` A mixture of abrasive grit and bond resin, having the following ingredients in the proportions by weight indicated, is made up in the conventional manner:
. Bakelite resin BR 1372 is an unmodified condensation product of the reaction between phenol and an aldehyde. Bakelite resin BR 2417 is likewise an unmodified condensation product of the reaction between phenol and an aldehyde, but is advanced to a solid state by heating.
Such abrasive resin mixture is charged into a mold such as that shown in Figure 2. Protecting layers I4 and I6 in this instance consist of films of ethyl cellulose approximately .001 thick. After being molded-to shape, the wheel is heated in an oven which is raised from 70 to 375 F. In a period of 24 hours, is held at 375 F. for hours, and is then cooled to room temperature at a rate of approximately 20 F. per hour. It is obvious that` other synthetic resin bonds may be employed in the practice of this invention if desired, such resinsbeing such that they soften somewhat upon initiation of the curing treatment. If other resins are used the curing cycle chosen for the molded article is one which is appropriate to the resin.v
The ethyl cellulose film employed in this example is one known as Ethofoil No. 10, a product of the Dow Chemical Company. This material, which has a softening temperature of 270,
F. and a melting temperature of 330 F., has proved to be ideal in carrying out the method of the*k present invention'. Upon completion of the cure of the abrasive article the ethyl cellulose lm is found to be blackened and charred so that it can be easily removed, indicating that it has almost been completely decomposed.
In place of ethyl cellulose films other films or layers of thermoplastic materials which soften at temperatures well below the maximum temperature of the cure may be used. Preferably, such layers or films decompose at least partially under the curing conditions employed. Cellulose derivatives, that is, cellulose esters or cellulose ethers, have been found t be ideal for this purpose. One material of this character, other than the ethyl cellulose already mentioned, is cellulose acetate. This material, which melts at from 455-555 F., depending upon the degree of acetylation, but which is thermoplastic at much lower temperatures, remains on the cured article as a more or less continuous layer although some darkening of the layer is observed, showing that some decomposition of such layer has occurred. Cellulose acetate containing from between 50-58% acetic acid and having a melting point from 455518 F. may be employed. It has been found that the cellulose acetate designated as type F, made by the Hercules 'Powder Company, which contains from 5557% acetic acid is eminently satisfactory. Such material may be used in any of the three viscosities in which itis made, namely, low, below 20 seconds, medium, 20 seconds to 60 seconds, and high, over 60 seconds.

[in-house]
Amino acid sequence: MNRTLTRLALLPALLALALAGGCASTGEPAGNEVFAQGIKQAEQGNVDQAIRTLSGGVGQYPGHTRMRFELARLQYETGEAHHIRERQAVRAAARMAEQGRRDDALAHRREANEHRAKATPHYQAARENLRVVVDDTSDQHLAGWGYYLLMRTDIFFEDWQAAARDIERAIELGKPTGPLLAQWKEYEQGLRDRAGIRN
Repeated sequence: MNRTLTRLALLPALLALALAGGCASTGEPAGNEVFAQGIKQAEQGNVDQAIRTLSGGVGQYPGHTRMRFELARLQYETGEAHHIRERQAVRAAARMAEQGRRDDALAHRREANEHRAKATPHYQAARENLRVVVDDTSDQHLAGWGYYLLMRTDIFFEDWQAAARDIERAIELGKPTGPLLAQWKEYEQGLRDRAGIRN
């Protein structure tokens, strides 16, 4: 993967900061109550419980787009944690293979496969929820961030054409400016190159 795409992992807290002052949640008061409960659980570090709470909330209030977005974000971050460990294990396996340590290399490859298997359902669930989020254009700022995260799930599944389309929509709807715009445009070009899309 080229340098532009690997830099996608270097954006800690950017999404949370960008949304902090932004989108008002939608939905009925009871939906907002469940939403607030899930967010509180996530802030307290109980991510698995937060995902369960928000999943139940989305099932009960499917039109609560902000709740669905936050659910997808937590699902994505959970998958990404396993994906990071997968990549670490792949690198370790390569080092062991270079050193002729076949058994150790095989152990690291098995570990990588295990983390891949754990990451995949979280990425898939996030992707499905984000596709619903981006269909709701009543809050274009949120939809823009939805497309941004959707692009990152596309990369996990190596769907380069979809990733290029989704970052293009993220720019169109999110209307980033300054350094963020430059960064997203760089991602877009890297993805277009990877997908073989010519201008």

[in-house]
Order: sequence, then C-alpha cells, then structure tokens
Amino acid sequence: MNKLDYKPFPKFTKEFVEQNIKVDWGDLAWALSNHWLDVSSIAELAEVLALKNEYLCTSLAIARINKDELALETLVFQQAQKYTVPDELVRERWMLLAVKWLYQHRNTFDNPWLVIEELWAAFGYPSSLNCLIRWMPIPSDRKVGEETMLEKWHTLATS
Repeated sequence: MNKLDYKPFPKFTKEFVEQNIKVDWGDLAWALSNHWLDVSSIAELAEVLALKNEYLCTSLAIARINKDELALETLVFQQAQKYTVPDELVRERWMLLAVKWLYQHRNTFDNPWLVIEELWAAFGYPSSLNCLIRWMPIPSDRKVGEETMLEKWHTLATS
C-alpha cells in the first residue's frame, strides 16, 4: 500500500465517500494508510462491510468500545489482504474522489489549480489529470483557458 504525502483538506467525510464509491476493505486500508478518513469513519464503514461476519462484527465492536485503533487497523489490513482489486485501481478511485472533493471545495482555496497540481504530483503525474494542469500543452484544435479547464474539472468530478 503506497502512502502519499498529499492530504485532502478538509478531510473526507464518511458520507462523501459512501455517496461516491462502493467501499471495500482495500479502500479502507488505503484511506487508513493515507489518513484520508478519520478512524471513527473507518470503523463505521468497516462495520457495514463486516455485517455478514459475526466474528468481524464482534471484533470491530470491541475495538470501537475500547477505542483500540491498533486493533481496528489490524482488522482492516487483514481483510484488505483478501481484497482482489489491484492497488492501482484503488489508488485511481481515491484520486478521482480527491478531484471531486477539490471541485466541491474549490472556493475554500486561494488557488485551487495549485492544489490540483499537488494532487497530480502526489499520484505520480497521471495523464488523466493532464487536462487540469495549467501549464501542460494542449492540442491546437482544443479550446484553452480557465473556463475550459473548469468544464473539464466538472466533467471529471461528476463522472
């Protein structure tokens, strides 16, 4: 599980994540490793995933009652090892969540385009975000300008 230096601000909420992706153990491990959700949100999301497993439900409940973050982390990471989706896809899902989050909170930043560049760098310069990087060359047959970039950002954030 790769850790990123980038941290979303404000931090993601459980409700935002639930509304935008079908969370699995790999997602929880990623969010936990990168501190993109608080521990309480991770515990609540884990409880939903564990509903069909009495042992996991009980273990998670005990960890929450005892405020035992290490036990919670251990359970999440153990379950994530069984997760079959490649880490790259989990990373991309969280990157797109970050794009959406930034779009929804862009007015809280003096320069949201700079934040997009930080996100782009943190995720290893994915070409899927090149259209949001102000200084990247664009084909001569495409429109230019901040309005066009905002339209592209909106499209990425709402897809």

Another cellulose derivative which may be use'd in the present invention is cellulose nitrate. This may be applied as a lmin the same manner as in the case of the two materials mentioned above.
6 Among other materials suitable for the protecting layers or films on Amolded resinoid bonded articles are polystyren cellulose acetyl butyrate, polyvinyl alcohol, polyvinyl chloride, polyvinyl butyral, polyvinyl chloro-acetate. vinylidene chloride, methyl methacrylate. and acrylic copolymers.
Although the application of films orthin layers of such protecting materials has been disclosed as being accomplished by cutting out suitably sized pieces from preformed sheets or lms of such material and applying them to the article, it is obvious vthat such thin layers may be applied, where feasible, by painting or spraying such material in a suitable vehicle onto the molded article or onto th`e mold part or support u with whichit comes in contact. Thus, protecting layer I4 might be applied to mold part l by spraying such material in a vehicle onto the mold part, which has been suitably coated with a parting layer such as an oil. to a suitable thickness, and protective layer IB might be applied to mold part 8, similarly previously coated with a parting material, by a similar process. Upon compression of the abrasive-resin mixture in the mold between parts I and 8, protecting layers I4 and I6 become attached to the molded article and upon stripping of the molded article from the mold such layers remain on the article. The article may be molded either hot or, cold in the conventional manner and the protecting layers applied later either as preformed lms as already indicated, or such layers may beapplied to the molded article by means of painting or spraying the article with the materials above dissolved or dispersed in a suitable vehicle.
Although in order to attain uniform structure throughout the molded article it is preferred that protecting layers be placed on both such faces, one of the advantages of the present invention, namely the prevention of sticking of the molded article to the support during curing,
may be accomplished by use of only'one protecting layer which is interposed between the molded article and the support upon which it rests during curing. The protecting layers employed may range in thickness from one which is handleable with reasonable care, in the order of 0088" to one of appreciable thickness,l such as .01" or over.